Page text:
It all began with a walk, something my fellow Americans only do when prefixed by the words “power,” “Nordic” or in combination with “the dog.” So, when my new German friend in Munich suggested talking a walk, my initial reaction was “What for?” Why would I walk somewhere when I could drive or bike there faster? If I want to exercise, I’ll go to the gym. What’s the point of a slow interlude of walking in the city? It would only interrupt my work flow and what would it achieve? My friend had been to the US; I thought she would have known better.
German delegates from my pre-departure coaching for various corporations have frequently reported being stopped on the street by police in the US on suspicion of walking for no good reason. Except to those few who can’t or choose not to afford a car, generally speaking, walking in the US has little to do with moving from point A to point B.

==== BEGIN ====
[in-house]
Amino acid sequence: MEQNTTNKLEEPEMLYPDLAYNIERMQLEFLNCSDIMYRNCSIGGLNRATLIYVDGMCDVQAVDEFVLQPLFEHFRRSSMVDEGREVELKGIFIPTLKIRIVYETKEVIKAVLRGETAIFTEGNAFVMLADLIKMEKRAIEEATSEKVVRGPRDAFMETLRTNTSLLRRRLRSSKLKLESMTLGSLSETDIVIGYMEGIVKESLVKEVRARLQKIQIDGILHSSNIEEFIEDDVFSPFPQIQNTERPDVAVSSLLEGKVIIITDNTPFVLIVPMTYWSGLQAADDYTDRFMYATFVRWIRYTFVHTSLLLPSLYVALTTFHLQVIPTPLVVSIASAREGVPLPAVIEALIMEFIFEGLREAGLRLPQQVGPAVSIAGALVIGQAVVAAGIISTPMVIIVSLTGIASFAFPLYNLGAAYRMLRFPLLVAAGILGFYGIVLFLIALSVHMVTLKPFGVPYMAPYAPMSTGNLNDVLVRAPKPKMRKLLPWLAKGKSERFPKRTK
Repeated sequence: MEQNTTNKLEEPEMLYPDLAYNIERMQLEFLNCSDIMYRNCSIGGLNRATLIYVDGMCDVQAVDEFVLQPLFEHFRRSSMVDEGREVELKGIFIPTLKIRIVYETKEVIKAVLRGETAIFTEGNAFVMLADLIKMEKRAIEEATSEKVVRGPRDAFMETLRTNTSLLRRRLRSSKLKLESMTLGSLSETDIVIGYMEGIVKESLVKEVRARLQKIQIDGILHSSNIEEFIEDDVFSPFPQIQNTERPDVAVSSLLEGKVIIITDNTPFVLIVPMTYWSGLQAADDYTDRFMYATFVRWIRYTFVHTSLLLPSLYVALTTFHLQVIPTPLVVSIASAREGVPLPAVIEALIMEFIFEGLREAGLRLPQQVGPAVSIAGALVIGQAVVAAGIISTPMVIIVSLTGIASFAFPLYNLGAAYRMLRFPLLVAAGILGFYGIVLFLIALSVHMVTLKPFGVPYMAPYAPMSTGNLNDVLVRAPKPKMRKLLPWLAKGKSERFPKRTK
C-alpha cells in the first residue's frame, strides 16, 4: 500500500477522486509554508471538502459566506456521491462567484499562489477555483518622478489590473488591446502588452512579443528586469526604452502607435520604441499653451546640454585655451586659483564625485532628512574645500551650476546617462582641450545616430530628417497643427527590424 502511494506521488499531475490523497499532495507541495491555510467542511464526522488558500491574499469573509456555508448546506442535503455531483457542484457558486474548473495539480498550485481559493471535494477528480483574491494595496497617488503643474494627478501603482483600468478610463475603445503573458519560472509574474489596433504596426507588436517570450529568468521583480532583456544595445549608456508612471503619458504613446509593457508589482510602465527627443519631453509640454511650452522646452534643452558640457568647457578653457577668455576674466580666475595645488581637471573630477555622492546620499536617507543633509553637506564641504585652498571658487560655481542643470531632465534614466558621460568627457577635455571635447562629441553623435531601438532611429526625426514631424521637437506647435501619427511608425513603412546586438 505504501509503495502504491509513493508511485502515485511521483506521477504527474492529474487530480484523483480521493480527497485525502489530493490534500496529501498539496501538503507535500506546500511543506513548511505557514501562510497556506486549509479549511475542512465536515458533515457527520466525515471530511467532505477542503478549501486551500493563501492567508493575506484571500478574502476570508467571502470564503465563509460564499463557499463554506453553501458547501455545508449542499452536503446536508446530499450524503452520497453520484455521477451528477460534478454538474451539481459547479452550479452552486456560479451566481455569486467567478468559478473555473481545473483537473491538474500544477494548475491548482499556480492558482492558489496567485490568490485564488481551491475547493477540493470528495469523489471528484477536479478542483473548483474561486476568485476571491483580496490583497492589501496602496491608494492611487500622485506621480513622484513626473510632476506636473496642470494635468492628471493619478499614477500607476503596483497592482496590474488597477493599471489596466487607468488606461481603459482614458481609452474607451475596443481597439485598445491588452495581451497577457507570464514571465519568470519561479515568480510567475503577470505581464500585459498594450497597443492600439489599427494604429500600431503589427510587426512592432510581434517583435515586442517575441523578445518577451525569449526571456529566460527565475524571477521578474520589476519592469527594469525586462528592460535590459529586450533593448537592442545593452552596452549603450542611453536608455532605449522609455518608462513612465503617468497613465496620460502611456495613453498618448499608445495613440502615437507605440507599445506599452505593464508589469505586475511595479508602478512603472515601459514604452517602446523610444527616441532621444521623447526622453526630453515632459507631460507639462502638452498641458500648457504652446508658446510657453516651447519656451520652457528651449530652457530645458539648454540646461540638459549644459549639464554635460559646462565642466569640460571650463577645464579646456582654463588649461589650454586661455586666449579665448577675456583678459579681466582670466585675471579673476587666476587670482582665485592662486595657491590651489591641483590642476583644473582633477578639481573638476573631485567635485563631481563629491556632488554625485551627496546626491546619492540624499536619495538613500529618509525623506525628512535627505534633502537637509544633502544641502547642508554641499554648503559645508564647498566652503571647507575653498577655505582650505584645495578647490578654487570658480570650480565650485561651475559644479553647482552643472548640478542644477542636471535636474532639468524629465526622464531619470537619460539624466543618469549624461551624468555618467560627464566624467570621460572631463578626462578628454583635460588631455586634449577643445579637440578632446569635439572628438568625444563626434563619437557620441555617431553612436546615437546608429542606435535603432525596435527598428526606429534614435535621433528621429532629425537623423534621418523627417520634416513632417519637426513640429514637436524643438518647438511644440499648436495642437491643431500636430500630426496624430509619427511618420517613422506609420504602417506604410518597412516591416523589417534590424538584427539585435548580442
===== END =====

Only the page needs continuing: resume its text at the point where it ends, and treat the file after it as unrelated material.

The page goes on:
What’s in a walk
Lynne Bils works with high-level managers on their personality and on their leading skills, she team-builds and coaches for companies preparing for intercultural cooperation. She also trains professionals going to work abroad, and has a doctorate in linguistics and ethnology.